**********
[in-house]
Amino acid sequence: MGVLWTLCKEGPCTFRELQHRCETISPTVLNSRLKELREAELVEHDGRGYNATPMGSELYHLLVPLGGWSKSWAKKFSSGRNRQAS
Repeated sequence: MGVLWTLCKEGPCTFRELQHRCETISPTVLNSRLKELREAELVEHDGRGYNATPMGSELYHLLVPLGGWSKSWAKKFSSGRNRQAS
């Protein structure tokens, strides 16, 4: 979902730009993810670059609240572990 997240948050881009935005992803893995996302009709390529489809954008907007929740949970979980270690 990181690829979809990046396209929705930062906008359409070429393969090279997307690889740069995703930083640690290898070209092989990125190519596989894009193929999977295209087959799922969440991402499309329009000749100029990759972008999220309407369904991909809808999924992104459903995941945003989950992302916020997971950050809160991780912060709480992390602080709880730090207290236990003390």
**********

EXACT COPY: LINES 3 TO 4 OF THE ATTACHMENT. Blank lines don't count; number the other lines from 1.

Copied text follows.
Repeated sequence: MGVLWTLCKEGPCTFRELQHRCETISPTVLNSRLKELREAELVEHDGRGYNATPMGSELYHLLVPLGGWSKSWAKKFSSGRNRQAS
């Protein structure tokens, strides 16, 4: 979902730009993810670059609240572990 997240948050881009935005992803893995996302009709390529489809954008907007929740949970979980270690 990181690829979809990046396209929705930062906008359409070429393969090279997307690889740069995703930083640690290898070209092989990125190519596989894009193929999977295209087959799922969440991402499309329009000749100029990759972008999220309407369904991909809808999924992104459903995941945003989950992302916020997971950050809160991780912060709480992390602080709880730090207290236990003390």